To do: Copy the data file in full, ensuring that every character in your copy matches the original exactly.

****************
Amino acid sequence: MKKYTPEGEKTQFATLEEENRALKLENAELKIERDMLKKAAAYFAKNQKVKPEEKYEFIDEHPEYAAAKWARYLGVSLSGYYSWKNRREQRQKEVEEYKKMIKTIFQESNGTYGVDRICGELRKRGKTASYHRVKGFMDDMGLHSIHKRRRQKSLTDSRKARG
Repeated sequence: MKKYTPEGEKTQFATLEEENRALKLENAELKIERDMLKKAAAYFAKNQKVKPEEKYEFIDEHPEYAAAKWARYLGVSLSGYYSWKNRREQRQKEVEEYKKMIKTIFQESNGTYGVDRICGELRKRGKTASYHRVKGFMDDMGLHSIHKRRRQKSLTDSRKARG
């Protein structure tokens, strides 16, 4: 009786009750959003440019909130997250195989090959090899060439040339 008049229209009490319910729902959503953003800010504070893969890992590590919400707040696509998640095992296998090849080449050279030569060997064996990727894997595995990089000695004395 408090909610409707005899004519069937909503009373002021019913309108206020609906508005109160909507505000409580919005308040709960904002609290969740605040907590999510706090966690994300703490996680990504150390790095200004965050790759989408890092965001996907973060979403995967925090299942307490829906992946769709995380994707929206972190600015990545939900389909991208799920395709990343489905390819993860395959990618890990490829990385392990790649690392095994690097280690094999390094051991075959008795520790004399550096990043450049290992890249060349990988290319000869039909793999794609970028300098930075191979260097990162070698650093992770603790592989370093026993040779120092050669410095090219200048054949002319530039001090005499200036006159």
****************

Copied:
Amino acid sequence: MKKYTPEGEKTQFATLEEENRALKLENAELKIERDMLKKAAAYFAKNQKVKPEEKYEFIDEHPEYAAAKWARYLGVSLSGYYSWKNRREQRQKEVEEYKKMIKTIFQESNGTYGVDRICGELRKRGKTASYHRVKGFMDDMGLHSIHKRRRQKSLTDSRKARG
Repeated sequence: MKKYTPEGEKTQFATLEEENRALKLENAELKIERDMLKKAAAYFAKNQKVKPEEKYEFIDEHPEYAAAKWARYLGVSLSGYYSWKNRREQRQKEVEEYKKMIKTIFQESNGTYGVDRICGELRKRGKTASYHRVKGFMDDMGLHSIHKRRRQKSLTDSRKARG
């Protein structure tokens, strides 16, 4: 009786009750959003440019909130997250195989090959090899060439040339 008049229209009490319910729902959503953003800010504070893969890992590590919400707040696509998640095992296998090849080449050279030569060997064996990727894997595995990089000695004395 408090909610409707005899004519069937909503009373002021019913309108206020609906508005109160909507505000409580919005308040709960904002609290969740605040907590999510706090966690994300703490996680990504150390790095200004965050790759989408890092965001996907973060979403995967925090299942307490829906992946769709995380994707929206972190600015990545939900389909991208799920395709990343489905390819993860395959990618890990490829990385392990790649690392095994690097280690094999390094051991075959008795520790004399550096990043450049290992890249060349990988290319000869039909793999794609970028300098930075191979260097990162070698650093992770603790592989370093026993040779120092050669410095090219200048054949002319530039001090005499200036006159």